Recent Armenian visitors to Azerbaijan’s Nakhichevan Autonomous Republic have accused the regional authorities of deliberately destroying “Khachkars,” ancient Armenian funeral monuments in the shape of crosses made of stone. According to these travelers’ accounts, the historic Armenian cemetery at Jugha–site of as many as 2,000 Khachkars–was targeted for leveling at the beginning of December when dump trucks were sent in to carry the monuments away. The latest Armenian eyewitness reported over the weekend that the action has stopped and the trucks left, but that many crosses lay on the ground, fallen (Groong, December 12). The authorities of Nakhichevan have vehemently rejected the charges (Snark, December 9).
Armenian circles worldwide raised the alarm and also petitioned UNESCO to intervene and stop the alleged demolition. To Armenians, the Khachkars are a national treasure with both cultural and political significance. They are seen as documenting the historic presence of Armenians in areas–such as Nakhichevan–from which the Armenian population was driven out in modern times. The duration and size of the Armenian presence in such areas is a matter of dispute with political overtones and with potential territorial implications. An association was founded last month in Yerevan to promote historic Armenian aspirations to Nakhichevan.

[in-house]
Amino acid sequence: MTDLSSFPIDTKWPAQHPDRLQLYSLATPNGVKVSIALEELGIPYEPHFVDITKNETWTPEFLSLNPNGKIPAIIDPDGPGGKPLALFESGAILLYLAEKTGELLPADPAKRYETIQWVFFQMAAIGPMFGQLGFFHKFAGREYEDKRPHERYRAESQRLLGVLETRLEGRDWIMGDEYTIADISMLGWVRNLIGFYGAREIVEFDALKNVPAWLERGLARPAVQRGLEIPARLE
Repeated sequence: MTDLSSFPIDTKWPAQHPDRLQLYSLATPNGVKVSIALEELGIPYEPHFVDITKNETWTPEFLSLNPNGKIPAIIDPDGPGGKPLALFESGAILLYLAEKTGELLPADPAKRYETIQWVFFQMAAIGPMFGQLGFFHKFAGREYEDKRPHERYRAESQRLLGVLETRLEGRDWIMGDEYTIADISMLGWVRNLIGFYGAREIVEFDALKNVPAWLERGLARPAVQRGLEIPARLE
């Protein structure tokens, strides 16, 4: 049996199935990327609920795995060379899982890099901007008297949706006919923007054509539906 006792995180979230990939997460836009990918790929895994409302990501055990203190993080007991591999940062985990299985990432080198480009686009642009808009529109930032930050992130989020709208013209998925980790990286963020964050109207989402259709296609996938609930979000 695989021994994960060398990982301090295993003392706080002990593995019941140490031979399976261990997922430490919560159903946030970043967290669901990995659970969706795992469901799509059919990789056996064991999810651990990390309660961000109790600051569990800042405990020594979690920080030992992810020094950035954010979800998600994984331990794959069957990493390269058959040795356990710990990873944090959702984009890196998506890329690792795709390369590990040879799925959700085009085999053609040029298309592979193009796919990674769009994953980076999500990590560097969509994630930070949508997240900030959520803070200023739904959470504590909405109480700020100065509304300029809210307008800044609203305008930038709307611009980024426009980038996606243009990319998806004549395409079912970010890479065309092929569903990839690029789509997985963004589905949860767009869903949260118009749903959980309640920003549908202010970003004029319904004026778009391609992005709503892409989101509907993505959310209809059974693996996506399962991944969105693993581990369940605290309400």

RUSSIA INCREASES KAZAKHSTAN’S OIL TRANSIT QUOTA.